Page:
Description and Biology
Most of the bombardier beetles have orange heads, thoraces, and legs. They are ground beetles, many with wing covers over the abdomen that are usually dark blue. Some ground beetles such as Brachinus fumans and others in the genus Brachinus and related genera use hydroquinones for defense. They secrete a mixture of hydroquinones from a glandular sac at the rear of the abdomen. When the beetles are perturbed, they are able to add hydrogen peroxide to the hydroquinones. Free oxygen is released explosively that heats and propels by products of the hydroquinones with an audible pop (hence the name bombardier beetles). Bombardier beetles can aim the extremely irritating expulsion with some degree of accuracy at their assailants and can repeat these discharges up to twenty times. False bombardier beetles, genus Galerita, use formic acid and acetic acid for defense. It takes about 5 days for a false bombardier beetle to replace the formic acid released in one burst.
Ground beetles tend to live for several weeks during which they mate and pass on their genes. Some bombardier beetles can survive for several years under ideal conditions. Ground beetles lay eggs in small underground tunnels or cracks of rotting wood or even in decomposing remains of other organisms. From the egg hatches a tiny larva that feeds feeds on hapless animals it encounters as it molts and grows. With the ultimate larval molt emerges the pupa, a non-feeding developmental stage. Eventually the pupa molts and a new adult bombardier beetle emerges. Bombardier beetles are sometimes gregarious and may congregate with others in hollow logs or other dark, damp places.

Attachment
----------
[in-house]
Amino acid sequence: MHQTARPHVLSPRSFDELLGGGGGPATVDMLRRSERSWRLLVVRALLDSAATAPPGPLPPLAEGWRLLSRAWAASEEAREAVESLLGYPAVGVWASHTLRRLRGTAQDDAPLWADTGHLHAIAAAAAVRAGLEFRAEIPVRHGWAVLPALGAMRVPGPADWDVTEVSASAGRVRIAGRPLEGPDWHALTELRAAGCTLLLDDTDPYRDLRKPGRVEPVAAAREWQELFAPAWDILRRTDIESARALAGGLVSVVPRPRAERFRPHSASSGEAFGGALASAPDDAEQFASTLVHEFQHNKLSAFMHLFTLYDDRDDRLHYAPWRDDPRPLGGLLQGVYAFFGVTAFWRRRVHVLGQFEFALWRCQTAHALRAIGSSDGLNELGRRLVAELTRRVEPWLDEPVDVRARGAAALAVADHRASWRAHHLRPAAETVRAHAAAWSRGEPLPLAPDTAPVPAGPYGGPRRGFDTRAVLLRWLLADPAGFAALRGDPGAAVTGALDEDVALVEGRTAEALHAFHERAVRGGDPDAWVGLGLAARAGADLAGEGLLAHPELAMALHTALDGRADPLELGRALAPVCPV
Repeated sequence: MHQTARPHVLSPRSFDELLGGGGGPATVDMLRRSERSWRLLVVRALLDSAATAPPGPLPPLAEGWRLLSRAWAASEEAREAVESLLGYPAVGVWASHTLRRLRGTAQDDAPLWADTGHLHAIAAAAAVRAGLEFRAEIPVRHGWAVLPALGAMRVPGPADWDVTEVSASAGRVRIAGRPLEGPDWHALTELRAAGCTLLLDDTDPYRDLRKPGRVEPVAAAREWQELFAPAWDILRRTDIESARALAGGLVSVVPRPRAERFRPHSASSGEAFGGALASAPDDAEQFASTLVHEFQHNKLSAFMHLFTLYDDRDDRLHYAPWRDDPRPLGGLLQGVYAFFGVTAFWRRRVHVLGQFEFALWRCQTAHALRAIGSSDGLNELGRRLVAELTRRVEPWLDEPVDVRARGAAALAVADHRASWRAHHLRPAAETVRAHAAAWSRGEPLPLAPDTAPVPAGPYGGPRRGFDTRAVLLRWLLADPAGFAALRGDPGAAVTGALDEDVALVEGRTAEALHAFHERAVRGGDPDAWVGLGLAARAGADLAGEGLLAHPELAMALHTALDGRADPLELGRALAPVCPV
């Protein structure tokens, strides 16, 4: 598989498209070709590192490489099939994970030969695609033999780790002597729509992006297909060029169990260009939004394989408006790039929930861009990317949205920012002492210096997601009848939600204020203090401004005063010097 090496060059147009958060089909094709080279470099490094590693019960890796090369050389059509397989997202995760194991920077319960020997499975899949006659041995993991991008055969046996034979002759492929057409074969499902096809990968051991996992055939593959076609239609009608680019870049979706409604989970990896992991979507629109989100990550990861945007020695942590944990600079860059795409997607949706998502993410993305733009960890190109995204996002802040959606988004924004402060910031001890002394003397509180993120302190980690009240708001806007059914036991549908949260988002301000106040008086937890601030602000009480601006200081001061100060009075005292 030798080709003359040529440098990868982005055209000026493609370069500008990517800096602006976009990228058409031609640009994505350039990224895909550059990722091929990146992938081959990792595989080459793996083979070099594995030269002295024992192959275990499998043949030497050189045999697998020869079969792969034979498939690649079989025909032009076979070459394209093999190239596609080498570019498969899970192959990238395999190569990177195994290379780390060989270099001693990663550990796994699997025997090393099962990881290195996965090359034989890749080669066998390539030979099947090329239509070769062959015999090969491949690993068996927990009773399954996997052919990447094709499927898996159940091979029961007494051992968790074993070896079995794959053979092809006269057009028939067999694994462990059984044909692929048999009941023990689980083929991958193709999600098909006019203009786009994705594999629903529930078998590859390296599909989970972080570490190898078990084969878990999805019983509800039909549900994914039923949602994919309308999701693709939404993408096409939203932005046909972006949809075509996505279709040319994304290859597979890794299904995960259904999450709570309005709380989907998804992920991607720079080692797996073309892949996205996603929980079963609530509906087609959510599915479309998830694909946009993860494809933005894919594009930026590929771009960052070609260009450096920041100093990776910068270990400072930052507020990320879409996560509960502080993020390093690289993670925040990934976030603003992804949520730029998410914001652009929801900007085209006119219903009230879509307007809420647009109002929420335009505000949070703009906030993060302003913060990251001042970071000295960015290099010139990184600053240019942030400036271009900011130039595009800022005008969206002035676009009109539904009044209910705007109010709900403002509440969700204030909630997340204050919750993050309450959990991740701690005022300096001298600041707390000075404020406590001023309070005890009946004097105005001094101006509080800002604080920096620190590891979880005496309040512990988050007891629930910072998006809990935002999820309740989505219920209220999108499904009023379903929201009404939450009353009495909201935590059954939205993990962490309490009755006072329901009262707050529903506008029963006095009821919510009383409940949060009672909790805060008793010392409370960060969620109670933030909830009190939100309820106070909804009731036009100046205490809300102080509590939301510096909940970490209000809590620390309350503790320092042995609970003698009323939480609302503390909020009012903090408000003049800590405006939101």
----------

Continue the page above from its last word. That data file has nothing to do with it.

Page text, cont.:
Bombardier beetles have not been reported as plant pests.
Because bombardier beetles prey upon other insects and small organisms, they are probably more beneficial than harmful in the home landscape. If a beetle is handled, keep it away from the face as their defensive expulsion of quinones is quite irritating to the eyes.
- Bombardier Beetles, Scientific Name Brachinus spp. Anonymous. No Date. National Wildlife Federation.
- Spray aiming in the bombardier beetle: Photographic evidence. Eisner, T. and D. J. Aneshansley. 1999. Proc. National Acad. Sci. USA. Vol. 96 (17): 9705-9709.
- Brachinus fumans. Poetker, E. 2003. Animal Diversity Web.
- Defensive production of formic acid (80%) by a carabid beetle (Galerita lecontei). Rossini, C. et al. 1997. Proc. National Acad. Sci. U S A. Vol. 94(13): 6792–6797.
- Extension Plant Pathology Publications and Factsheets
- Horticultural Science Publications
- North Carolina Agricultural Chemicals Manual
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This Factsheet has not been peer reviewed.
Publication date: Sept. 16, 2016
Revised: May 3, 2021
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